Moliere’s classic satirical farce about the folly of greed returns to London’s West End with a rousing new adaptation by Sean Foley and Phil Porter.
The play stars double Olivier award-winning Griff Rhys Jones in the title role, alongside TV comedy star, Lee Mack, making his West End acting debut.
In this frantically paced production the emphasis is definitely on the farce, with all manner of gags coming thick and fast. There’s a relentless succession of slick one-liners, running jokes, audience asides, and physical, slap-stick comedy, all of which keeps the audience on its toes and laughing throughout.
At the centre is a wonderful performance from Griff Rhys Jones. His Harpagon, the miser of the title, is ridiculous and very funny, but Rhys Jones also manages to subtly capture the panic and despair of his character as his crackpot plans fall apart and his fear of losing his beloved money looks like becoming a reality. It’s a performance that gives the production some moral authority without taking away from the overall hilarity and madcap tone of this adaptation.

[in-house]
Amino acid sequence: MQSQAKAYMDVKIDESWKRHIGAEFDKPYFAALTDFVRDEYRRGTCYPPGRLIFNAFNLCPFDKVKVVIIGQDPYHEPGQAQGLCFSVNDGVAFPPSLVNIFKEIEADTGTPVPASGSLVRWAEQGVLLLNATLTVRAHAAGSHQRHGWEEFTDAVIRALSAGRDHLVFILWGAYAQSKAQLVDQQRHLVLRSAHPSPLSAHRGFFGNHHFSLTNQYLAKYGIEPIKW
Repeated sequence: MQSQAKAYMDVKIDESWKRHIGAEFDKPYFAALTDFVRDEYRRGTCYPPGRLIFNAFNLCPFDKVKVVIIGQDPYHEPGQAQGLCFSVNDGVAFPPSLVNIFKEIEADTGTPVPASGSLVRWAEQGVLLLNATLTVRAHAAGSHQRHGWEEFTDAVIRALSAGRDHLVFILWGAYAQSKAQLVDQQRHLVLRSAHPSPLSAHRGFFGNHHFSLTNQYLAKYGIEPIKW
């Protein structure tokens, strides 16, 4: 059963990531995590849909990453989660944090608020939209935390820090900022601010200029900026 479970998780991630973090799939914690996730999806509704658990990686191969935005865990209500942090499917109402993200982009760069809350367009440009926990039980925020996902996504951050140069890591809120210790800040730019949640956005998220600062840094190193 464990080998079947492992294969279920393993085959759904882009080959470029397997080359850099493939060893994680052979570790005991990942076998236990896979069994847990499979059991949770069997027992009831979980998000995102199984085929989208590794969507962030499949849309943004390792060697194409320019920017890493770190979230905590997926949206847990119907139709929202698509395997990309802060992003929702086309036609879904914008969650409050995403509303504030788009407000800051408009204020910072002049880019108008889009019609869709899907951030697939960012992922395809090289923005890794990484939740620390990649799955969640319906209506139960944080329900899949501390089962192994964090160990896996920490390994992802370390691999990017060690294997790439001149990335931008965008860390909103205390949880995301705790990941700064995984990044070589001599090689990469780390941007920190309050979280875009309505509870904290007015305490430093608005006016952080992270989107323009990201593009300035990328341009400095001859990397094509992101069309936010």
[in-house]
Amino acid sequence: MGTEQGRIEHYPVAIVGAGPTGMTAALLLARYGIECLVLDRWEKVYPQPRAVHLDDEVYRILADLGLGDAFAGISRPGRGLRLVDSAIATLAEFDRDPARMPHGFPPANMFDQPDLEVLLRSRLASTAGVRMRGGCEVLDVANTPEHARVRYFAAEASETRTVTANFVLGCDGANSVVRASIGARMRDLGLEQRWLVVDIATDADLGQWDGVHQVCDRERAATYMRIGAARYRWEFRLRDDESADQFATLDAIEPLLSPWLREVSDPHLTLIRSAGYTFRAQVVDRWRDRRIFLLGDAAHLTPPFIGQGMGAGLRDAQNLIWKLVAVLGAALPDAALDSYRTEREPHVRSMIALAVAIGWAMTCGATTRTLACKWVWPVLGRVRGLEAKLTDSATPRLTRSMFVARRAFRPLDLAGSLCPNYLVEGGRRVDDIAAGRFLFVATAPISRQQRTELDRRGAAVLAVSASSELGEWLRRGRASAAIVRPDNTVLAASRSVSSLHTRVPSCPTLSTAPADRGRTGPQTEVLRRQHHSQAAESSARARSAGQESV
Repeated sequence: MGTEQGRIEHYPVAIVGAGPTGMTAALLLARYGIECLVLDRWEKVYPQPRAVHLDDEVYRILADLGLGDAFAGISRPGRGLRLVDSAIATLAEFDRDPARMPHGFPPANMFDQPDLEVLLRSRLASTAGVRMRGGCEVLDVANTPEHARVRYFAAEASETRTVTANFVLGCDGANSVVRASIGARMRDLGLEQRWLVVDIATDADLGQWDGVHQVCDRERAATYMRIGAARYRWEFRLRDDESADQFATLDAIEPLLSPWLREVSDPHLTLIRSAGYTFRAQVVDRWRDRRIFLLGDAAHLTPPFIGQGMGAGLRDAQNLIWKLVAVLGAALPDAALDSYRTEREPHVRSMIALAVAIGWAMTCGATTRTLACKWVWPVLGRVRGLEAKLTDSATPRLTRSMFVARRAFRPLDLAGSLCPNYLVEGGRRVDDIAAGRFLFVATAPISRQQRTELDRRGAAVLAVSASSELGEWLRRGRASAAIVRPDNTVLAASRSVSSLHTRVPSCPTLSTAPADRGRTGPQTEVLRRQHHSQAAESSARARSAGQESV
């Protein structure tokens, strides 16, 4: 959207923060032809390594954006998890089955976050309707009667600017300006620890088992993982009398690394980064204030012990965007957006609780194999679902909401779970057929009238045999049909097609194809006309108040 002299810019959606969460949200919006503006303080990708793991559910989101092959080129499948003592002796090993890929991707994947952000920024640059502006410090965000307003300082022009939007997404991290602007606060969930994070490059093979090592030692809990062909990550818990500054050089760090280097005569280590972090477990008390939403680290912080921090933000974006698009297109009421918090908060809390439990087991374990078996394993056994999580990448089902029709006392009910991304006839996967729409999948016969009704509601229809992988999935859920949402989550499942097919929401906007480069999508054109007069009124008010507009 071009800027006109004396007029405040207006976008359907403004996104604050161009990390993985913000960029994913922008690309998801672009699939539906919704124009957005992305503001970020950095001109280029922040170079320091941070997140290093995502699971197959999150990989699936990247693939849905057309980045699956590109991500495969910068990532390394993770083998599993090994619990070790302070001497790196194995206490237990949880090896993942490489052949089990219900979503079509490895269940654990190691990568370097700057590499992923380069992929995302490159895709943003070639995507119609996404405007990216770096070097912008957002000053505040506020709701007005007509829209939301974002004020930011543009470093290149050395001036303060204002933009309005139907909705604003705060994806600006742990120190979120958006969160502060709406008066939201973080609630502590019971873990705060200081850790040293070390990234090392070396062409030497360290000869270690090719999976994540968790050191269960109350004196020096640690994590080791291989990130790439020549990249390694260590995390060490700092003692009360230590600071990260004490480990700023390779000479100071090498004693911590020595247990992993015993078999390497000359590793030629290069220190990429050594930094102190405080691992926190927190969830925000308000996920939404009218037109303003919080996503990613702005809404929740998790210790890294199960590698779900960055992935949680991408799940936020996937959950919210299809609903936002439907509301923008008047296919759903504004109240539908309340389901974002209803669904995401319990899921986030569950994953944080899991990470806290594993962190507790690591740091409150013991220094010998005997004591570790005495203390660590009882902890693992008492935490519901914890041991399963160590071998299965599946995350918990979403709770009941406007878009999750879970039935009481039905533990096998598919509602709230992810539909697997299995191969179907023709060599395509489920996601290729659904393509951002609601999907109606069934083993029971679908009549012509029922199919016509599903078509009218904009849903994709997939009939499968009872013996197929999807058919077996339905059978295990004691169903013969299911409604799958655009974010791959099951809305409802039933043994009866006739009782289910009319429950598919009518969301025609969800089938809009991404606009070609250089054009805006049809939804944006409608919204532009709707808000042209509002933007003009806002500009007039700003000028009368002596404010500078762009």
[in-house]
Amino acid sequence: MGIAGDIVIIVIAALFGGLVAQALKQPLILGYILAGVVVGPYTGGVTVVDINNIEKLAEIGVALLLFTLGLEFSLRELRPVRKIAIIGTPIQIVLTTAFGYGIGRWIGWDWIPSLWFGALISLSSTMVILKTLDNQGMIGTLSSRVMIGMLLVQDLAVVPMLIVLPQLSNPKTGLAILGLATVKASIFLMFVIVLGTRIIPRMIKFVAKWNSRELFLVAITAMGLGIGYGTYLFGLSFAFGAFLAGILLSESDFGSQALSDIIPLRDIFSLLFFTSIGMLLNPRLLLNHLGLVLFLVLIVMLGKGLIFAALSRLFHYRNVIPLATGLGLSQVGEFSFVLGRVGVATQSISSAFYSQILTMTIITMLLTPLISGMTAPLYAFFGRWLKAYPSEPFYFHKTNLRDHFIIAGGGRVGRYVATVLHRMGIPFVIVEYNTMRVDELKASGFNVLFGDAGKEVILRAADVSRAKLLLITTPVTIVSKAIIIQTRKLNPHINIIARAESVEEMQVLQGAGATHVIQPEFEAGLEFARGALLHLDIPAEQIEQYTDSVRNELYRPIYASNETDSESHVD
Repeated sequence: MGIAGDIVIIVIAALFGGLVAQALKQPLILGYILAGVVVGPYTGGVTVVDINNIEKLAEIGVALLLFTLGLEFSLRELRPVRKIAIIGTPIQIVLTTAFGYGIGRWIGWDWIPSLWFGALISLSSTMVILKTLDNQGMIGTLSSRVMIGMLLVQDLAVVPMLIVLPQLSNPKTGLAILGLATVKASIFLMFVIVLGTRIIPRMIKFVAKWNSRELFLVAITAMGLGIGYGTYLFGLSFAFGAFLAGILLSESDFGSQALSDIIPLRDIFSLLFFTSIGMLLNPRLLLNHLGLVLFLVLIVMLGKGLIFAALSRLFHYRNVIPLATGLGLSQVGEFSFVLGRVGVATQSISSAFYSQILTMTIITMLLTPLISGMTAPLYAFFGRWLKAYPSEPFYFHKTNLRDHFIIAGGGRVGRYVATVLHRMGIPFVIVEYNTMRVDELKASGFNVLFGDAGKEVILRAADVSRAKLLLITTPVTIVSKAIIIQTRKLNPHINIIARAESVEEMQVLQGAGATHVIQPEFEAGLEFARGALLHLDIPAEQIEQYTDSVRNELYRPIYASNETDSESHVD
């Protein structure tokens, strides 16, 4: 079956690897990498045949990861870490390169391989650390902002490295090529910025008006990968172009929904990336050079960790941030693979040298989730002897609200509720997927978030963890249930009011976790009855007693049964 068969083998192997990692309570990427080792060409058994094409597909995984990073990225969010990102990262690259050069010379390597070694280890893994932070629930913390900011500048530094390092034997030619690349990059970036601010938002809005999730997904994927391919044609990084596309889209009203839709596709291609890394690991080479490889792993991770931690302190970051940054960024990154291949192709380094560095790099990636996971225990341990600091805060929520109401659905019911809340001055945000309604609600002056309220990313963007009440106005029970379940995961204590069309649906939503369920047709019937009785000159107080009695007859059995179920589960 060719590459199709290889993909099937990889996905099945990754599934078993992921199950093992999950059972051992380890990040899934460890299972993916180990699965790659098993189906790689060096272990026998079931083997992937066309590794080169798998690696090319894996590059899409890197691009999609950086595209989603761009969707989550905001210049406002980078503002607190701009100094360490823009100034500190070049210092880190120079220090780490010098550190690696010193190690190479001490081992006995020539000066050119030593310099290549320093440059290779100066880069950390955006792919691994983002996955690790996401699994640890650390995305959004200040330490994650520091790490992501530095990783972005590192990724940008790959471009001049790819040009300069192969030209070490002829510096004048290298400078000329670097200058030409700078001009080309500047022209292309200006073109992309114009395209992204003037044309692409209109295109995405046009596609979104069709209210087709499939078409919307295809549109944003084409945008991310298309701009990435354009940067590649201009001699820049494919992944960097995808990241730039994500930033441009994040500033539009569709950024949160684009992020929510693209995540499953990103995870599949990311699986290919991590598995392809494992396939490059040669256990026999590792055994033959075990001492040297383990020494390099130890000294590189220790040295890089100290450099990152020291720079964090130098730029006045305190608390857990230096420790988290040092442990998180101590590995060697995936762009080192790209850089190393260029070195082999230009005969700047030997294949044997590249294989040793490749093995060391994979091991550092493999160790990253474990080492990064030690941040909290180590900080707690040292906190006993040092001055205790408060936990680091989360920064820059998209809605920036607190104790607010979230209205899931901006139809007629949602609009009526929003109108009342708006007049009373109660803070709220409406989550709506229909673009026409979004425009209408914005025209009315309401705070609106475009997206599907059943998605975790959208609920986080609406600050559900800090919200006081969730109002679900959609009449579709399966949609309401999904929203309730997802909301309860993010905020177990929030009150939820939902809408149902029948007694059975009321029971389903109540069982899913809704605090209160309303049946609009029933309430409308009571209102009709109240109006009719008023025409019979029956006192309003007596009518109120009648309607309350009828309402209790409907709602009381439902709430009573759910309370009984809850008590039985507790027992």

Rhys Jones is admirably supported by Lee Mack’s downtrodden but mischievous servant, Master Jaques. Mack really pulls it off in this stage debut, his hapless resignation, dead-pan delivery and comic timing often reminiscent of Eric Morecambe at his funniest.
Less convincing were Mathew Horne and Katy Wix as young lovers Valere and Elise. Their characters are meant to be shallow and one-dimensional, but for me both performers lacked subtlety and comic insight, with too much shouting and posturing going on. Ryan Gage’s outrageously camp pantomime dandy fared much better, his Cleante bearing more than a passing resemblance to Baby June.
This slick, rip-roaring production may not be one for Moliere purists, but it certainly provides a highly amusing and enjoyable evening’s entertainment.
Runs until June 3 at the Garrick theatre.
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